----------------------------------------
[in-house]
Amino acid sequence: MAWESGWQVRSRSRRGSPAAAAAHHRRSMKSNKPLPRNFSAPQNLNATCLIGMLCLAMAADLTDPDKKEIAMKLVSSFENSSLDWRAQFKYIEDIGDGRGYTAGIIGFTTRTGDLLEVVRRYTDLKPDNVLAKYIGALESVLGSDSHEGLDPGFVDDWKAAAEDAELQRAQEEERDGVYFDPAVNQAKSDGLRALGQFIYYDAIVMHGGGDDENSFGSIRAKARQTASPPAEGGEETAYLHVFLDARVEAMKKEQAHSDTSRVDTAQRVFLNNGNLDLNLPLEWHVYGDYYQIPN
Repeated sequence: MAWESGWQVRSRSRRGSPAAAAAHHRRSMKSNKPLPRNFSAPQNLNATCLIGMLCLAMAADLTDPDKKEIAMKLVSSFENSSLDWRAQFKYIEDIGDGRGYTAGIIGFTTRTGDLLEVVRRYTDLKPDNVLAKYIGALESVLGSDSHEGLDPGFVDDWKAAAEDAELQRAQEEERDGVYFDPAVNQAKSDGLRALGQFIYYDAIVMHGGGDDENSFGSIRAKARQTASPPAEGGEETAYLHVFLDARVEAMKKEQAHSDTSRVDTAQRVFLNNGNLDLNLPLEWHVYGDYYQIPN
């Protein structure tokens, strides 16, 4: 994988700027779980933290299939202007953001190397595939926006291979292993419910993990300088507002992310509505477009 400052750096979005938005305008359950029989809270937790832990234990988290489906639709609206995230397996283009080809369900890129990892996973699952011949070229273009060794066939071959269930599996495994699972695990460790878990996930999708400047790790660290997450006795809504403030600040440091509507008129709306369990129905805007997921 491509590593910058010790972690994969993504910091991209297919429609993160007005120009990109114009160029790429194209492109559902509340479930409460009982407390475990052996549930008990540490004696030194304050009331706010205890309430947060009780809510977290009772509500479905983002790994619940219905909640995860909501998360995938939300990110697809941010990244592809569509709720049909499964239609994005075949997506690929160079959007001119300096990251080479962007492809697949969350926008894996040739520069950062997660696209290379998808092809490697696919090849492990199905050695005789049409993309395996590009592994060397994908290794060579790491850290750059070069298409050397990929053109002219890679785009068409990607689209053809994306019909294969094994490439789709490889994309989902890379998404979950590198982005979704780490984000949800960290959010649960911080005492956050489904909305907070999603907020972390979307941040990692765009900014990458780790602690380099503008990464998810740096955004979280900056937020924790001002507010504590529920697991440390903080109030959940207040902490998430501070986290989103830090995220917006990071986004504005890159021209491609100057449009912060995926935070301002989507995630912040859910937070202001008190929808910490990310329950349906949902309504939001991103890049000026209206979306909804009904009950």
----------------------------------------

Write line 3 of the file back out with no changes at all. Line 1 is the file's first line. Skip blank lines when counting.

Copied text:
Repeated sequence: MAWESGWQVRSRSRRGSPAAAAAHHRRSMKSNKPLPRNFSAPQNLNATCLIGMLCLAMAADLTDPDKKEIAMKLVSSFENSSLDWRAQFKYIEDIGDGRGYTAGIIGFTTRTGDLLEVVRRYTDLKPDNVLAKYIGALESVLGSDSHEGLDPGFVDDWKAAAEDAELQRAQEEERDGVYFDPAVNQAKSDGLRALGQFIYYDAIVMHGGGDDENSFGSIRAKARQTASPPAEGGEETAYLHVFLDARVEAMKKEQAHSDTSRVDTAQRVFLNNGNLDLNLPLEWHVYGDYYQIPN